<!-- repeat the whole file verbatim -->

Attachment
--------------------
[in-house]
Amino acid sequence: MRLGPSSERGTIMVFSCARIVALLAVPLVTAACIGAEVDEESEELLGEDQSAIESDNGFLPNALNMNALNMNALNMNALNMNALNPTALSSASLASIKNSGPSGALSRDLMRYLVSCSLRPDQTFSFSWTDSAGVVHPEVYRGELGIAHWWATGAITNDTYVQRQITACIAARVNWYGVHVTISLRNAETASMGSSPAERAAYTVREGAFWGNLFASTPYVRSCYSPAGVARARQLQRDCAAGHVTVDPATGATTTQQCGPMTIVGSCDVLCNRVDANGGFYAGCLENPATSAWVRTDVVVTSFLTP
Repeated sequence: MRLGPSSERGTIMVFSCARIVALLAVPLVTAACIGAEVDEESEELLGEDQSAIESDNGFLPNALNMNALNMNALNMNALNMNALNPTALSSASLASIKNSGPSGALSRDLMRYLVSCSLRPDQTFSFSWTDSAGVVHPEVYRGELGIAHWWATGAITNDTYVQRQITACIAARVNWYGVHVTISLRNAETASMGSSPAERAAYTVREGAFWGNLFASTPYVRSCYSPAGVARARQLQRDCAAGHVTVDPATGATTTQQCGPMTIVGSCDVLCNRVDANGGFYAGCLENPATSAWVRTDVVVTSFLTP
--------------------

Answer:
[in-house]
Amino acid sequence: MRLGPSSERGTIMVFSCARIVALLAVPLVTAACIGAEVDEESEELLGEDQSAIESDNGFLPNALNMNALNMNALNMNALNMNALNPTALSSASLASIKNSGPSGALSRDLMRYLVSCSLRPDQTFSFSWTDSAGVVHPEVYRGELGIAHWWATGAITNDTYVQRQITACIAARVNWYGVHVTISLRNAETASMGSSPAERAAYTVREGAFWGNLFASTPYVRSCYSPAGVARARQLQRDCAAGHVTVDPATGATTTQQCGPMTIVGSCDVLCNRVDANGGFYAGCLENPATSAWVRTDVVVTSFLTP
Repeated sequence: MRLGPSSERGTIMVFSCARIVALLAVPLVTAACIGAEVDEESEELLGEDQSAIESDNGFLPNALNMNALNMNALNMNALNMNALNPTALSSASLASIKNSGPSGALSRDLMRYLVSCSLRPDQTFSFSWTDSAGVVHPEVYRGELGIAHWWATGAITNDTYVQRQITACIAARVNWYGVHVTISLRNAETASMGSSPAERAAYTVREGAFWGNLFASTPYVRSCYSPAGVARARQLQRDCAAGHVTVDPATGATTTQQCGPMTIVGSCDVLCNRVDANGGFYAGCLENPATSAWVRTDVVVTSFLTP